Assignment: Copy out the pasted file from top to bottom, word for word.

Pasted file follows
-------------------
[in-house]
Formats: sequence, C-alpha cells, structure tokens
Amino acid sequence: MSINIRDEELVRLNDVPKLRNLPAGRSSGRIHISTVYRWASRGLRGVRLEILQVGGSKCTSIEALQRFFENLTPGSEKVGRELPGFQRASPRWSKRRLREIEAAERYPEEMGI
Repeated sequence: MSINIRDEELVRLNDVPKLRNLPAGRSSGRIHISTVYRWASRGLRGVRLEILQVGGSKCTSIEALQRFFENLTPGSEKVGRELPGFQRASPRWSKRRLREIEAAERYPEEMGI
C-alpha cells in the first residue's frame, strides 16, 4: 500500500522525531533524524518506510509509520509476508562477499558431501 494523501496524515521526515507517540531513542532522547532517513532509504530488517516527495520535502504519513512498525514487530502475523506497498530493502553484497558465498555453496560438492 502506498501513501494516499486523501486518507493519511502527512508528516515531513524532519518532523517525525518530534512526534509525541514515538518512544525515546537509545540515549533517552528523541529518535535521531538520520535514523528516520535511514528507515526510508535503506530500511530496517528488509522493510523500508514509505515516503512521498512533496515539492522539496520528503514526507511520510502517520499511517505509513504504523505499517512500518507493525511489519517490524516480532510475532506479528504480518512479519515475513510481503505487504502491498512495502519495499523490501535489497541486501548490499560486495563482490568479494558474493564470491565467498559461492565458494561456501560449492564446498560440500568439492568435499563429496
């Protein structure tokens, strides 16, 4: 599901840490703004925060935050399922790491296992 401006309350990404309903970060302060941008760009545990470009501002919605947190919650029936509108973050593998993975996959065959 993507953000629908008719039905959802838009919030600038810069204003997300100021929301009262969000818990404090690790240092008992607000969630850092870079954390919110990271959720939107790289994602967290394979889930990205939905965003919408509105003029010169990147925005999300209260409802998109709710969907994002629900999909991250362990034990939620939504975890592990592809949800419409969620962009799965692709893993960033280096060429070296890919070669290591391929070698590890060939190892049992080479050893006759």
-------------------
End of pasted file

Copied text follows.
[in-house]
Formats: sequence, C-alpha cells, structure tokens
Amino acid sequence: MSINIRDEELVRLNDVPKLRNLPAGRSSGRIHISTVYRWASRGLRGVRLEILQVGGSKCTSIEALQRFFENLTPGSEKVGRELPGFQRASPRWSKRRLREIEAAERYPEEMGI
Repeated sequence: MSINIRDEELVRLNDVPKLRNLPAGRSSGRIHISTVYRWASRGLRGVRLEILQVGGSKCTSIEALQRFFENLTPGSEKVGRELPGFQRASPRWSKRRLREIEAAERYPEEMGI
C-alpha cells in the first residue's frame, strides 16, 4: 500500500522525531533524524518506510509509520509476508562477499558431501 494523501496524515521526515507517540531513542532522547532517513532509504530488517516527495520535502504519513512498525514487530502475523506497498530493502553484497558465498555453496560438492 502506498501513501494516499486523501486518507493519511502527512508528516515531513524532519518532523517525525518530534512526534509525541514515538518512544525515546537509545540515549533517552528523541529518535535521531538520520535514523528516520535511514528507515526510508535503506530500511530496517528488509522493510523500508514509505515516503512521498512533496515539492522539496520528503514526507511520510502517520499511517505509513504504523505499517512500518507493525511489519517490524516480532510475532506479528504480518512479519515475513510481503505487504502491498512495502519495499523490501535489497541486501548490499560486495563482490568479494558474493564470491565467498559461492565458494561456501560449492564446498560440500568439492568435499563429496
């Protein structure tokens, strides 16, 4: 599901840490703004925060935050399922790491296992 401006309350990404309903970060302060941008760009545990470009501002919605947190919650029936509108973050593998993975996959065959 993507953000629908008719039905959802838009919030600038810069204003997300100021929301009262969000818990404090690790240092008992607000969630850092870079954390919110990271959720939107790289994602967290394979889930990205939905965003919408509105003029010169990147925005999300209260409802998109709710969907994002629900999909991250362990034990939620939504975890592990592809949800419409969620962009799965692709893993960033280096060429070296890919070669290591391929070698590890060939190892049992080479050893006759």